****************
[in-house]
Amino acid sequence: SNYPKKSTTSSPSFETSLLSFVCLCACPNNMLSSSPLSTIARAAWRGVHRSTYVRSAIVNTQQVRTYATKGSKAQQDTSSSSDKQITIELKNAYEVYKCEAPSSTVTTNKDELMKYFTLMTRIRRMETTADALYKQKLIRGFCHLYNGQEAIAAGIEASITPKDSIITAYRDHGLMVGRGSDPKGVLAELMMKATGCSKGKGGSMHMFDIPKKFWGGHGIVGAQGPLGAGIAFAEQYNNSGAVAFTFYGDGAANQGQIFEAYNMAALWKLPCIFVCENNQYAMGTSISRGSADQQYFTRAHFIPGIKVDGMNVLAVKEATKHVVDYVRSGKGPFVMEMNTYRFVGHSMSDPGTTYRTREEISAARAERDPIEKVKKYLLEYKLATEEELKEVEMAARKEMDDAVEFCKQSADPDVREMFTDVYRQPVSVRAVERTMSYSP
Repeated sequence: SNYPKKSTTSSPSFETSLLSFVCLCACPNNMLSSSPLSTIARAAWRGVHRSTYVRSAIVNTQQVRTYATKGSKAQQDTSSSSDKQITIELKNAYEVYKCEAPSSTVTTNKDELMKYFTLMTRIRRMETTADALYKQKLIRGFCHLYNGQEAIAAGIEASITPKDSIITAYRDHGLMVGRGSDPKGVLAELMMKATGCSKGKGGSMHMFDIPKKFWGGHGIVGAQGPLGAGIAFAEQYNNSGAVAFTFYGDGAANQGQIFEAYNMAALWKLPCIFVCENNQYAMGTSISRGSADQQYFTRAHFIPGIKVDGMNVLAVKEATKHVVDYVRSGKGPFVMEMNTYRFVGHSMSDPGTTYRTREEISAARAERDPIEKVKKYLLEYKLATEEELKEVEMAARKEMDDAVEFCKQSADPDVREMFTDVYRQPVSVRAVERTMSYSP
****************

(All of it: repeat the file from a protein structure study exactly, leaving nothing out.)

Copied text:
[in-house]
Amino acid sequence: SNYPKKSTTSSPSFETSLLSFVCLCACPNNMLSSSPLSTIARAAWRGVHRSTYVRSAIVNTQQVRTYATKGSKAQQDTSSSSDKQITIELKNAYEVYKCEAPSSTVTTNKDELMKYFTLMTRIRRMETTADALYKQKLIRGFCHLYNGQEAIAAGIEASITPKDSIITAYRDHGLMVGRGSDPKGVLAELMMKATGCSKGKGGSMHMFDIPKKFWGGHGIVGAQGPLGAGIAFAEQYNNSGAVAFTFYGDGAANQGQIFEAYNMAALWKLPCIFVCENNQYAMGTSISRGSADQQYFTRAHFIPGIKVDGMNVLAVKEATKHVVDYVRSGKGPFVMEMNTYRFVGHSMSDPGTTYRTREEISAARAERDPIEKVKKYLLEYKLATEEELKEVEMAARKEMDDAVEFCKQSADPDVREMFTDVYRQPVSVRAVERTMSYSP
Repeated sequence: SNYPKKSTTSSPSFETSLLSFVCLCACPNNMLSSSPLSTIARAAWRGVHRSTYVRSAIVNTQQVRTYATKGSKAQQDTSSSSDKQITIELKNAYEVYKCEAPSSTVTTNKDELMKYFTLMTRIRRMETTADALYKQKLIRGFCHLYNGQEAIAAGIEASITPKDSIITAYRDHGLMVGRGSDPKGVLAELMMKATGCSKGKGGSMHMFDIPKKFWGGHGIVGAQGPLGAGIAFAEQYNNSGAVAFTFYGDGAANQGQIFEAYNMAALWKLPCIFVCENNQYAMGTSISRGSADQQYFTRAHFIPGIKVDGMNVLAVKEATKHVVDYVRSGKGPFVMEMNTYRFVGHSMSDPGTTYRTREEISAARAERDPIEKVKKYLLEYKLATEEELKEVEMAARKEMDDAVEFCKQSADPDVREMFTDVYRQPVSVRAVERTMSYSP